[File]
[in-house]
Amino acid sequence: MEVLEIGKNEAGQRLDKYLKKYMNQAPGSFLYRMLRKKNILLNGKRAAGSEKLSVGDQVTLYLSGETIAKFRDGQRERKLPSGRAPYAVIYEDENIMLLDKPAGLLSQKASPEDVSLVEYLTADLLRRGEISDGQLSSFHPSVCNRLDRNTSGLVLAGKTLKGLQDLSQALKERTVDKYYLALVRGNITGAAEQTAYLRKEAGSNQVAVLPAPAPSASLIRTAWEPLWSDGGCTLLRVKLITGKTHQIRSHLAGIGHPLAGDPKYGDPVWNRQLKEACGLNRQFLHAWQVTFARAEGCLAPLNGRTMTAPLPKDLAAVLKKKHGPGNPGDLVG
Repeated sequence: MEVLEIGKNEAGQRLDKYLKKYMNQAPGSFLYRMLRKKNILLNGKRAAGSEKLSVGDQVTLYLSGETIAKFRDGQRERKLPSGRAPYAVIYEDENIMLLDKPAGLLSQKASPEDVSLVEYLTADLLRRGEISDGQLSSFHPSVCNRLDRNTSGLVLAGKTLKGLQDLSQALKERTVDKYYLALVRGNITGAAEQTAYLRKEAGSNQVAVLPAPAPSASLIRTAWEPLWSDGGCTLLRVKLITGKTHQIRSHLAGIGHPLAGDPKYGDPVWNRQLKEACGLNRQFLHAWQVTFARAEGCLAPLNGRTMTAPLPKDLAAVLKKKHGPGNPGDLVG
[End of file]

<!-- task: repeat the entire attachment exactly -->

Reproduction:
[in-house]
Amino acid sequence: MEVLEIGKNEAGQRLDKYLKKYMNQAPGSFLYRMLRKKNILLNGKRAAGSEKLSVGDQVTLYLSGETIAKFRDGQRERKLPSGRAPYAVIYEDENIMLLDKPAGLLSQKASPEDVSLVEYLTADLLRRGEISDGQLSSFHPSVCNRLDRNTSGLVLAGKTLKGLQDLSQALKERTVDKYYLALVRGNITGAAEQTAYLRKEAGSNQVAVLPAPAPSASLIRTAWEPLWSDGGCTLLRVKLITGKTHQIRSHLAGIGHPLAGDPKYGDPVWNRQLKEACGLNRQFLHAWQVTFARAEGCLAPLNGRTMTAPLPKDLAAVLKKKHGPGNPGDLVG
Repeated sequence: MEVLEIGKNEAGQRLDKYLKKYMNQAPGSFLYRMLRKKNILLNGKRAAGSEKLSVGDQVTLYLSGETIAKFRDGQRERKLPSGRAPYAVIYEDENIMLLDKPAGLLSQKASPEDVSLVEYLTADLLRRGEISDGQLSSFHPSVCNRLDRNTSGLVLAGKTLKGLQDLSQALKERTVDKYYLALVRGNITGAAEQTAYLRKEAGSNQVAVLPAPAPSASLIRTAWEPLWSDGGCTLLRVKLITGKTHQIRSHLAGIGHPLAGDPKYGDPVWNRQLKEACGLNRQFLHAWQVTFARAEGCLAPLNGRTMTAPLPKDLAAVLKKKHGPGNPGDLVG